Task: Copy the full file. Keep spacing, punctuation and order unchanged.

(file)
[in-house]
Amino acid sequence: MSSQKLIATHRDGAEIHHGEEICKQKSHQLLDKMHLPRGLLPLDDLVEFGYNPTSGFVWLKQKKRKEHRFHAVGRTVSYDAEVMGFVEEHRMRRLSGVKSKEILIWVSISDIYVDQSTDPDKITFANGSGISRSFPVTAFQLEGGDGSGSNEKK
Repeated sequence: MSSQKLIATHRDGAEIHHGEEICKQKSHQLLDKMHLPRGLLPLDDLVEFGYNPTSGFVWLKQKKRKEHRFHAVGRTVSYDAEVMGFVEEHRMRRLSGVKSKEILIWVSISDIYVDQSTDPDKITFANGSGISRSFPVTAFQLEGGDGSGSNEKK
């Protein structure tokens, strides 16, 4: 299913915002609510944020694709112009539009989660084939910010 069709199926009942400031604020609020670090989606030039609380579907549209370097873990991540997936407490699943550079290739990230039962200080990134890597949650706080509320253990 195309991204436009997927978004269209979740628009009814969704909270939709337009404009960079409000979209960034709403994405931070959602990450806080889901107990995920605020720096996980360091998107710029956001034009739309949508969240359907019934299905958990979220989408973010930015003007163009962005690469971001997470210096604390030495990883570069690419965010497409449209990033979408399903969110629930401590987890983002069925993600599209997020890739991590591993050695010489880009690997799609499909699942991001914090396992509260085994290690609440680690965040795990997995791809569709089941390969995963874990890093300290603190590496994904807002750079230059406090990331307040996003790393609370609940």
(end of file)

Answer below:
[in-house]
Amino acid sequence: MSSQKLIATHRDGAEIHHGEEICKQKSHQLLDKMHLPRGLLPLDDLVEFGYNPTSGFVWLKQKKRKEHRFHAVGRTVSYDAEVMGFVEEHRMRRLSGVKSKEILIWVSISDIYVDQSTDPDKITFANGSGISRSFPVTAFQLEGGDGSGSNEKK
Repeated sequence: MSSQKLIATHRDGAEIHHGEEICKQKSHQLLDKMHLPRGLLPLDDLVEFGYNPTSGFVWLKQKKRKEHRFHAVGRTVSYDAEVMGFVEEHRMRRLSGVKSKEILIWVSISDIYVDQSTDPDKITFANGSGISRSFPVTAFQLEGGDGSGSNEKK
């Protein structure tokens, strides 16, 4: 299913915002609510944020694709112009539009989660084939910010 069709199926009942400031604020609020670090989606030039609380579907549209370097873990991540997936407490699943550079290739990230039962200080990134890597949650706080509320253990 195309991204436009997927978004269209979740628009009814969704909270939709337009404009960079409000979209960034709403994405931070959602990450806080889901107990995920605020720096996980360091998107710029956001034009739309949508969240359907019934299905958990979220989408973010930015003007163009962005690469971001997470210096604390030495990883570069690419965010497409449209990033979408399903969110629930401590987890983002069925993600599209997020890739991590591993050695010489880009690997799609499909699942991001914090396992509260085994290690609440680690965040795990997995791809569709089941390969995963874990890093300290603190590496994904807002750079230059406090990331307040996003790393609370609940």